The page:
As individual consumers, we already spend money on a regional level when we go to a sporting event, concert, or go shopping or to dinner. Why not have some of the tax revenue that is already levied on us stay here in this region instead of going up to Lansing? Why should our region (or the Grand Rapids or Ann Arbor regions for that matter) be dependent on the state to finance the assets we need to compete on a national and global level?

The ability to raise a tax other than property taxes on a regional level is the incentive or “carrot” missing from the Governor’s plan. It is the incentive needed to encourage governments to go beyond identifying ways to manage their current assets, by having them focus on building shared assets.

Showing the way

The Governor’s initial government reform proposal is above and beyond anything his predecessors have done so far. He cites several examples of where intergovernmental cooperation has worked, and local governments need to learn from those cases in evaluating their own plan of action. Still, the governor has a long way to go in getting more specific about what locally provided services can and should be consolidated, and what services are better managed the way they are. He must also answer the following:
  • What becomes the role of local councils and mayors if certain services are to be delivered through a merged government structure or metropolitan authority?
  • How will these reforms lead to better land use and transportation decisions?
  • Following the “open source” model promoted so heavily by Mike Finney while at Ann Arbor Spark, how can local governments easily plug into performance measurement, transparency, and learn from best practices of other governments?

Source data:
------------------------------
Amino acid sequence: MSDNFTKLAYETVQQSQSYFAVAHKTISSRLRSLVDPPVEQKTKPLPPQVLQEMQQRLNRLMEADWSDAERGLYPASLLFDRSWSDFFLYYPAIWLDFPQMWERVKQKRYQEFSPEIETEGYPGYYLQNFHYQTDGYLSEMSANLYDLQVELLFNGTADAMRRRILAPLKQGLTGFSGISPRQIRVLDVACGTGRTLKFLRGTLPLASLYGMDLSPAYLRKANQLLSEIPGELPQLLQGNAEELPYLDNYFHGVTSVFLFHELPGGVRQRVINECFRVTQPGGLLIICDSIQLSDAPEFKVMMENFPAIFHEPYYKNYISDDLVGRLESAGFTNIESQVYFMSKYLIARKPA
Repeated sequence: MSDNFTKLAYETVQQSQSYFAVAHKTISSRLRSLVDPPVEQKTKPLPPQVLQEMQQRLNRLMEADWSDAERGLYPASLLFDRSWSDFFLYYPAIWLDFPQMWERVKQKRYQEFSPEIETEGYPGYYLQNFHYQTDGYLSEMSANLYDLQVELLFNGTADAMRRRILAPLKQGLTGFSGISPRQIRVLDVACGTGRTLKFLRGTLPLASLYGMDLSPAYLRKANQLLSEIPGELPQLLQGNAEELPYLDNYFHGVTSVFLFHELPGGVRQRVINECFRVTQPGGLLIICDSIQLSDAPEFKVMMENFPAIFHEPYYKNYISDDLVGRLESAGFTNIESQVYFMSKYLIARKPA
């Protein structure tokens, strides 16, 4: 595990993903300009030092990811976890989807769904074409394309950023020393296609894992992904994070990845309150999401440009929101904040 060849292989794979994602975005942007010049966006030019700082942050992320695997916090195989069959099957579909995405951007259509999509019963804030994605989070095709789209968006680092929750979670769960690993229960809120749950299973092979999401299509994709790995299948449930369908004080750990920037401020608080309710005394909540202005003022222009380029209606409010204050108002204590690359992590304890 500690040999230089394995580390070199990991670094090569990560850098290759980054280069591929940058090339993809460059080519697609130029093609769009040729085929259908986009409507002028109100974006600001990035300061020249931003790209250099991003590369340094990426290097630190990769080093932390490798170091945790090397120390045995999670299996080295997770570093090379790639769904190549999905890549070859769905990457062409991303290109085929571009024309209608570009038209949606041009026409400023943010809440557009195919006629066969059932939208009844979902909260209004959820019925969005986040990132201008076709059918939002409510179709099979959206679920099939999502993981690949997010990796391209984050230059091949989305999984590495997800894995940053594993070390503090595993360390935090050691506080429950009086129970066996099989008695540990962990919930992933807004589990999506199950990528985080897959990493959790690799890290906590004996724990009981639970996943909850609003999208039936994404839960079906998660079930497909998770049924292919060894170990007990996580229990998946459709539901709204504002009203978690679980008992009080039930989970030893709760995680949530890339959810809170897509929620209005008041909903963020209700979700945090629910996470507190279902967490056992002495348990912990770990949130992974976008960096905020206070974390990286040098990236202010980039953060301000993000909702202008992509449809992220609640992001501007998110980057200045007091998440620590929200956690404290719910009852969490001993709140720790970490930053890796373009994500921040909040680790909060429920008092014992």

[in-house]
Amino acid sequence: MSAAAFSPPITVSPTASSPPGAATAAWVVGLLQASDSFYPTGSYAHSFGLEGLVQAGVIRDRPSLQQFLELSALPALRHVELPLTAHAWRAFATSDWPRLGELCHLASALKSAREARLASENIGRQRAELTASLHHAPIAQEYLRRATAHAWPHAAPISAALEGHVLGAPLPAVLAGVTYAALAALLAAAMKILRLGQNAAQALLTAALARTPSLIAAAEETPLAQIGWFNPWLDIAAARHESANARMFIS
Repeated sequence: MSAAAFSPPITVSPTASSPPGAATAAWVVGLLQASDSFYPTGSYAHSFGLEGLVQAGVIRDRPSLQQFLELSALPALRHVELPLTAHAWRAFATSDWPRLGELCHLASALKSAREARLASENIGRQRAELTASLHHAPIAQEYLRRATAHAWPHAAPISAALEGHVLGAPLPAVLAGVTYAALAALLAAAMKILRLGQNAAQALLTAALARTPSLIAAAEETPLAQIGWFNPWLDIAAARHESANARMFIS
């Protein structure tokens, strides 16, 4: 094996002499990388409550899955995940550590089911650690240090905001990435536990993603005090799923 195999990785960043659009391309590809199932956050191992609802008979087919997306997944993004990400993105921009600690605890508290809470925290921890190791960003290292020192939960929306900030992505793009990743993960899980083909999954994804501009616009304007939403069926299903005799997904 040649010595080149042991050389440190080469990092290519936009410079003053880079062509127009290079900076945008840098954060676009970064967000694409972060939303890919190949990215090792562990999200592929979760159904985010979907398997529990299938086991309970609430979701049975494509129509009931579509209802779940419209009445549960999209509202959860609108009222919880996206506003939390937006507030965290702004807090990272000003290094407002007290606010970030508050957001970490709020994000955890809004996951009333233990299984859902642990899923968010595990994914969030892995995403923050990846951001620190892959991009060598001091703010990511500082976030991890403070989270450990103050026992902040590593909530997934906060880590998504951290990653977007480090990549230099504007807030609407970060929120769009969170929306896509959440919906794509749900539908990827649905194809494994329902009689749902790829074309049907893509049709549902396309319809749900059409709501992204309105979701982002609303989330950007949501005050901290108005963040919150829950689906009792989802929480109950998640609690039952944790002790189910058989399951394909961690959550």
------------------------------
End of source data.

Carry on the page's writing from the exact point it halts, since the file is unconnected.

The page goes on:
• What kind of grassroots support will the Governor provide to communities who want to explore service sharing and/or merging / consolidation? Will the Governor’s Office publish a guide for local governments to follow when exploring and evaluating the feasibility of consolidation?
  • What is the role of the Michigan Municipal League, Citizens Research Council of Michigan, Center for Michigan, and Michigan Association of Counties in this process?
The Governor’s task isn’t too dissimilar to Mayor Dave Bing’s task of developing a comprehensive plan for Detroit through the Detroit Works Project. Snyder must engage communities at the grassroots level in order to gain the trust of the citizens and their elected officials. Without such engagement and without providing answers to the pressing questions above, he will continue to receive reactions like those from Wayne County Executive Robert Ficano who called the suggestion of metropolitan government “unreasonable” (Detroit News, March 28th, 2011).

At the same time, Snyder needs champions at the local and county level who will be bold and act with a sense of urgency. Instead of discounting the political feasibility of government transformation, locally elected leaders need to take the issue seriously and reach out to their neighboring communities. Our region has waited too long to come together while other regions move forward. A legacy of inaction is an opportunity for bold leadership, and our elected leaders owe it to our citizens to put past political differences and failures behind them for the sake of the future of our region and state.

Ending on a personal note…

I turned 31 years old the other day. I chose to stay here in Michigan after graduate school to make a difference in the public arena, and I hope that during my career transition, I have left something of value in that arena. I still feel a sense of obligation to do more than just write about policy, and I hope that I will someday make an impact in the policy arena again. In the meantime, this blog will be my periodic outlet for staying in the game.

A few months ago, I saw a friend who has moved to California but whose heart remains here. Like many of my friends who have moved away, I asked him when he’s coming back. The usual response is “when Michigan gets it [bleep] together.”

Well, here’s a chance. Let’s not waste it.